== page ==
The core idea is pulled from Machiavelli’s The Prince, where the question is whether it is better to rule through fear or through respect. From a Machiavellian point of view, if you have to choose between being beloved or being feared, it is better to go with fear in the long run. As we’ve seen in many of the Star Wars stories, the underworld of this universe is exceptionally violent (a mirror of our own world in that regard). Crime lords rule through intimidation and fear, subjugating others with the threat of imminent and permanent violence. Boba’s attempt at a more enlightened method of controlling Mos Espa and the criminal class of the city is going to be the main thread for this season.
The attack on Boba and Fennec (which is only thwarted by the Gamorrean guards Fennec was concerned with earlier in the episode) illustrates this idea perfectly. The attack was designed to incapacitate and remove Boba from the board but I wouldn’t be surprised if it was also a test of Fett’s resolve, an attempt to see what the former bounty hunter is made of. The aftermath of the fight, with Boba being returned to the bacta tank leads me to believer there’s something more going on with the bounty hunter, an illness or physical ailment that hasn’t been revealed fully yet.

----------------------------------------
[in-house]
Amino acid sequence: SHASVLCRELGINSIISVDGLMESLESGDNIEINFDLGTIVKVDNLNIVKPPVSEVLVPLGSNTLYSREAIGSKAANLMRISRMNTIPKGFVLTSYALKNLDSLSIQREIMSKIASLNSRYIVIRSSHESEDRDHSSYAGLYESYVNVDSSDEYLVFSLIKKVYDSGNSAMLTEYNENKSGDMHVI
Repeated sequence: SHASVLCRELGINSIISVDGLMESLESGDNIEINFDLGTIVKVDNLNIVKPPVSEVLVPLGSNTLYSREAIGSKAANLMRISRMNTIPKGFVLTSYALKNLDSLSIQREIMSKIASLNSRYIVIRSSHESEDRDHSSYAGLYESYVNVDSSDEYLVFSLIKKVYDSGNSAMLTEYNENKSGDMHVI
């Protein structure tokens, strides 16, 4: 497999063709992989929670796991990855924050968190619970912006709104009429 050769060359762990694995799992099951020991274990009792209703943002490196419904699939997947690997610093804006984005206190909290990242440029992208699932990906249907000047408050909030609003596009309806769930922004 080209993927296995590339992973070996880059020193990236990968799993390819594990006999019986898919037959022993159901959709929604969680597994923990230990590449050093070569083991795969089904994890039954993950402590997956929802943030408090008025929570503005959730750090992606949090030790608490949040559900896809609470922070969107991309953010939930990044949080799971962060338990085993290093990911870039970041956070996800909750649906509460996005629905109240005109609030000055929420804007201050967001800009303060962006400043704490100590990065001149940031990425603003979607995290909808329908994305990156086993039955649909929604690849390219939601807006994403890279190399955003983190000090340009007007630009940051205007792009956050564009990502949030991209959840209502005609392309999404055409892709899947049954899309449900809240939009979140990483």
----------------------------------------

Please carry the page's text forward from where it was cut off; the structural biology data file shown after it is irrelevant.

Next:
The ending of the episode is a flashback to Boba’s time with the Tuskens. Taken out into the sands by a young Tusken to scrounge for water pods, Boba, a Rodian captive, and the young Tusken encounter a sand creature that quickly dispatches the Rodian. Using his chains to kill the monster, Boba endears himself not only to the young Tusken but also to the Chief of the Tusken tribe. It’s a great moment considering the amount of grief Boba has had to deal with up to this point in the episode. If the series is going to include flashbacks to his time with the Tuskens as a framing device to show how Boba is who he is in the present, I’m on board with that. The Tusken Raiders have always been a background group in the franchise and not given a great deal of time to be fleshed out. I’m intrigued to see where the story goes from here.